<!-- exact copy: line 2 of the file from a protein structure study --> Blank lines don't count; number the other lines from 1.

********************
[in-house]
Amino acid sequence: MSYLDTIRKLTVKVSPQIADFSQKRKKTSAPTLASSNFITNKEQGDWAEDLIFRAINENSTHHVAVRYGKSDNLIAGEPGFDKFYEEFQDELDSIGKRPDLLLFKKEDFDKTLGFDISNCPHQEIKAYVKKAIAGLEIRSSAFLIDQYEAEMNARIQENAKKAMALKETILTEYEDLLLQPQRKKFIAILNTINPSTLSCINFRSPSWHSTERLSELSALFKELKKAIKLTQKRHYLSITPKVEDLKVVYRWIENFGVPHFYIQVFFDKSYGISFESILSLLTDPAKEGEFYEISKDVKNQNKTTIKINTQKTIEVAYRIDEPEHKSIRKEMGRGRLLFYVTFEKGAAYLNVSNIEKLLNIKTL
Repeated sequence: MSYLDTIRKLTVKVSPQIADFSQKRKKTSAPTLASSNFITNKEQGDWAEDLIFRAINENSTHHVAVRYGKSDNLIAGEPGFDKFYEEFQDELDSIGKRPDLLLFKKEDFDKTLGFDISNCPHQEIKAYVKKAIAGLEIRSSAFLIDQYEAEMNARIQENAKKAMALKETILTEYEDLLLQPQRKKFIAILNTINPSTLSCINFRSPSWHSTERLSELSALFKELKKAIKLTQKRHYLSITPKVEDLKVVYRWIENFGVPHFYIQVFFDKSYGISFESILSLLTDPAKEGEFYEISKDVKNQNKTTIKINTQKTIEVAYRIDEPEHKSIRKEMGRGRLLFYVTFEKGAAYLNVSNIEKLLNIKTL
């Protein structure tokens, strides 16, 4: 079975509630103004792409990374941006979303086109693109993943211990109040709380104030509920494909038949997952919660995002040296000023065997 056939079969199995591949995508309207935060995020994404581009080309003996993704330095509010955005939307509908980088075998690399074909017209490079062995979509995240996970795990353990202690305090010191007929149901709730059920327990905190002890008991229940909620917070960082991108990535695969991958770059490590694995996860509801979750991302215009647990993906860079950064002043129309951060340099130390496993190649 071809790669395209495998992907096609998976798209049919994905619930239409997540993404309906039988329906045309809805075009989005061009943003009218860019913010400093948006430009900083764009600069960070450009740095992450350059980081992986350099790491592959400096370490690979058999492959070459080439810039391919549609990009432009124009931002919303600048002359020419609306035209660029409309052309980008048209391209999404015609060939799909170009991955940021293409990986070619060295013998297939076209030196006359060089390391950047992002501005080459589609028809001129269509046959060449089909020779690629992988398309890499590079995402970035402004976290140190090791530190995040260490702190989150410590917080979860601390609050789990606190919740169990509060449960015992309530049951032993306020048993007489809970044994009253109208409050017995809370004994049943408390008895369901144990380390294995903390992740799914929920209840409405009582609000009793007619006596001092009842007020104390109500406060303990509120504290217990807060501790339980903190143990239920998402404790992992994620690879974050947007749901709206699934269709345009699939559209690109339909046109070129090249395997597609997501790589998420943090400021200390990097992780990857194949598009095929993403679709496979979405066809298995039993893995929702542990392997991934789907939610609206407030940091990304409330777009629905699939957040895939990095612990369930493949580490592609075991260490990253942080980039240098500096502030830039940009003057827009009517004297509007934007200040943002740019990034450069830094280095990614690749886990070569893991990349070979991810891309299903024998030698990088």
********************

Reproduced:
Amino acid sequence: MSYLDTIRKLTVKVSPQIADFSQKRKKTSAPTLASSNFITNKEQGDWAEDLIFRAINENSTHHVAVRYGKSDNLIAGEPGFDKFYEEFQDELDSIGKRPDLLLFKKEDFDKTLGFDISNCPHQEIKAYVKKAIAGLEIRSSAFLIDQYEAEMNARIQENAKKAMALKETILTEYEDLLLQPQRKKFIAILNTINPSTLSCINFRSPSWHSTERLSELSALFKELKKAIKLTQKRHYLSITPKVEDLKVVYRWIENFGVPHFYIQVFFDKSYGISFESILSLLTDPAKEGEFYEISKDVKNQNKTTIKINTQKTIEVAYRIDEPEHKSIRKEMGRGRLLFYVTFEKGAAYLNVSNIEKLLNIKTL